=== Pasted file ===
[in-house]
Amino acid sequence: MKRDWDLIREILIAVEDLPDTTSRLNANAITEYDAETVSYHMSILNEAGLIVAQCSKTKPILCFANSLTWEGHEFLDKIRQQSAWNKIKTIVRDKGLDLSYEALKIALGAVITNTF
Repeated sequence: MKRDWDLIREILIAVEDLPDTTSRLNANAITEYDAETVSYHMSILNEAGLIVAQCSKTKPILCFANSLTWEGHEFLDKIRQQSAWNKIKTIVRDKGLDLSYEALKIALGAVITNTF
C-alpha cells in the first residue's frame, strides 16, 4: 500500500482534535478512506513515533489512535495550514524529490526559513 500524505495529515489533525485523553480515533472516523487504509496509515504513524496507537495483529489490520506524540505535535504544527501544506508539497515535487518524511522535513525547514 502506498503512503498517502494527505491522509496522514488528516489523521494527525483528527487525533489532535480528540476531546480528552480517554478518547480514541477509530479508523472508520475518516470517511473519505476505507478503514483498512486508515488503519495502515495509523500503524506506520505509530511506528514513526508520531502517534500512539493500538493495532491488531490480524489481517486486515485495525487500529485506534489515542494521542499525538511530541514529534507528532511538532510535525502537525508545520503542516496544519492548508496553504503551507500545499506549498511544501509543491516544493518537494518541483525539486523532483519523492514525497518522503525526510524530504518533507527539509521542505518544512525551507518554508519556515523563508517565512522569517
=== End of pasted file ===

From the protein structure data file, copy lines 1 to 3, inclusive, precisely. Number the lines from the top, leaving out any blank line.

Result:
[in-house]
Amino acid sequence: MKRDWDLIREILIAVEDLPDTTSRLNANAITEYDAETVSYHMSILNEAGLIVAQCSKTKPILCFANSLTWEGHEFLDKIRQQSAWNKIKTIVRDKGLDLSYEALKIALGAVITNTF
Repeated sequence: MKRDWDLIREILIAVEDLPDTTSRLNANAITEYDAETVSYHMSILNEAGLIVAQCSKTKPILCFANSLTWEGHEFLDKIRQQSAWNKIKTIVRDKGLDLSYEALKIALGAVITNTF